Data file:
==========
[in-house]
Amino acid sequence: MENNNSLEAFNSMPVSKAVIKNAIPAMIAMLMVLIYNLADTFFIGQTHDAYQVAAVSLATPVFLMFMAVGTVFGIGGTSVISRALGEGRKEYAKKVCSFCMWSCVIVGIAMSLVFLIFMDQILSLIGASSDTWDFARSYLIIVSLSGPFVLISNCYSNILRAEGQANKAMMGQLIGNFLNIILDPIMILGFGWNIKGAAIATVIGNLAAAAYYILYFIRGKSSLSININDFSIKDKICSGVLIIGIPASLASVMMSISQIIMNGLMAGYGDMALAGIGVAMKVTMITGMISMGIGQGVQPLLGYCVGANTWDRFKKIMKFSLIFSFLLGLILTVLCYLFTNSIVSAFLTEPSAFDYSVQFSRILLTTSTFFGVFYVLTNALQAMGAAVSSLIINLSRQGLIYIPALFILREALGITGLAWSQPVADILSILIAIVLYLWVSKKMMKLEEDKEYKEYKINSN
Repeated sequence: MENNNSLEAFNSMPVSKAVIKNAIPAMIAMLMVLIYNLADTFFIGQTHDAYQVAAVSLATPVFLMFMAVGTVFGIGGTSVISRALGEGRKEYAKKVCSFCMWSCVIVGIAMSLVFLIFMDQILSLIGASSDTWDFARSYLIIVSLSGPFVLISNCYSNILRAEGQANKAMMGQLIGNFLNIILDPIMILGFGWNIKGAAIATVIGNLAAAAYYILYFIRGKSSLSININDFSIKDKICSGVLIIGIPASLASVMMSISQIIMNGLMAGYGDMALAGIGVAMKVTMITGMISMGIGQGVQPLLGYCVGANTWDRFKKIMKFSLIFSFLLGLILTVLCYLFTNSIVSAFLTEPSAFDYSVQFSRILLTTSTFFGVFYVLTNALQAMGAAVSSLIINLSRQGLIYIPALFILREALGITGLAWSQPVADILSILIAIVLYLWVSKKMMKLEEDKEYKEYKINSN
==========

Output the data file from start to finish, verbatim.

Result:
[in-house]
Amino acid sequence: MENNNSLEAFNSMPVSKAVIKNAIPAMIAMLMVLIYNLADTFFIGQTHDAYQVAAVSLATPVFLMFMAVGTVFGIGGTSVISRALGEGRKEYAKKVCSFCMWSCVIVGIAMSLVFLIFMDQILSLIGASSDTWDFARSYLIIVSLSGPFVLISNCYSNILRAEGQANKAMMGQLIGNFLNIILDPIMILGFGWNIKGAAIATVIGNLAAAAYYILYFIRGKSSLSININDFSIKDKICSGVLIIGIPASLASVMMSISQIIMNGLMAGYGDMALAGIGVAMKVTMITGMISMGIGQGVQPLLGYCVGANTWDRFKKIMKFSLIFSFLLGLILTVLCYLFTNSIVSAFLTEPSAFDYSVQFSRILLTTSTFFGVFYVLTNALQAMGAAVSSLIINLSRQGLIYIPALFILREALGITGLAWSQPVADILSILIAIVLYLWVSKKMMKLEEDKEYKEYKINSN
Repeated sequence: MENNNSLEAFNSMPVSKAVIKNAIPAMIAMLMVLIYNLADTFFIGQTHDAYQVAAVSLATPVFLMFMAVGTVFGIGGTSVISRALGEGRKEYAKKVCSFCMWSCVIVGIAMSLVFLIFMDQILSLIGASSDTWDFARSYLIIVSLSGPFVLISNCYSNILRAEGQANKAMMGQLIGNFLNIILDPIMILGFGWNIKGAAIATVIGNLAAAAYYILYFIRGKSSLSININDFSIKDKICSGVLIIGIPASLASVMMSISQIIMNGLMAGYGDMALAGIGVAMKVTMITGMISMGIGQGVQPLLGYCVGANTWDRFKKIMKFSLIFSFLLGLILTVLCYLFTNSIVSAFLTEPSAFDYSVQFSRILLTTSTFFGVFYVLTNALQAMGAAVSSLIINLSRQGLIYIPALFILREALGITGLAWSQPVADILSILIAIVLYLWVSKKMMKLEEDKEYKEYKINSN